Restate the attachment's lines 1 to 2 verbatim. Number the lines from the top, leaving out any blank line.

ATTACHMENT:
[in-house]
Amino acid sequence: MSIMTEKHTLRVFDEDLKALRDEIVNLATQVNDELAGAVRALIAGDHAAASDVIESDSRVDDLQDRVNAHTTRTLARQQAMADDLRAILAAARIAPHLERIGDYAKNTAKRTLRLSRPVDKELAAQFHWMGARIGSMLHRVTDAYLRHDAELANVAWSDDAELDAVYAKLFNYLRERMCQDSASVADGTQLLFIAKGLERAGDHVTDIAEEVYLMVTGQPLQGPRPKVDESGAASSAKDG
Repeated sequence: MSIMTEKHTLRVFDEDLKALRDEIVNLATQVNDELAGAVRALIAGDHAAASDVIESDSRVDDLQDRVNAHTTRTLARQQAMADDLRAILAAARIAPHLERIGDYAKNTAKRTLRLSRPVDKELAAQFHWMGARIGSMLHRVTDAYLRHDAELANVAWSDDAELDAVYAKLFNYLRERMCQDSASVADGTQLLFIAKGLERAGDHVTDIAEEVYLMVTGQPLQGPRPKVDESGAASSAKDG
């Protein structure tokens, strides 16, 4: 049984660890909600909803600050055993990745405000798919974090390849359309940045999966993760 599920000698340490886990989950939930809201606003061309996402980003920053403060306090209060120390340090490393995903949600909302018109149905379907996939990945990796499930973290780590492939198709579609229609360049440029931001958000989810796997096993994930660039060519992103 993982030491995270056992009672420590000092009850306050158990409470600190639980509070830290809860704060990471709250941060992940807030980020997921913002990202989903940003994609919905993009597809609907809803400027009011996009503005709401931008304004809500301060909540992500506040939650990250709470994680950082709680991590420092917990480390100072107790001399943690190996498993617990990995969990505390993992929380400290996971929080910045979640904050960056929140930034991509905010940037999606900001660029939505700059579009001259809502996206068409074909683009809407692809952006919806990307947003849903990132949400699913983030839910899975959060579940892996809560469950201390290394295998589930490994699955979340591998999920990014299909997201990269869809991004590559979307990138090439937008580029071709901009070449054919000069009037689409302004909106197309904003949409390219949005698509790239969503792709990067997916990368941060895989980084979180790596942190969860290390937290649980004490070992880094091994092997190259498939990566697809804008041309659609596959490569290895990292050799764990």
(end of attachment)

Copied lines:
[in-house]
Amino acid sequence: MSIMTEKHTLRVFDEDLKALRDEIVNLATQVNDELAGAVRALIAGDHAAASDVIESDSRVDDLQDRVNAHTTRTLARQQAMADDLRAILAAARIAPHLERIGDYAKNTAKRTLRLSRPVDKELAAQFHWMGARIGSMLHRVTDAYLRHDAELANVAWSDDAELDAVYAKLFNYLRERMCQDSASVADGTQLLFIAKGLERAGDHVTDIAEEVYLMVTGQPLQGPRPKVDESGAASSAKDG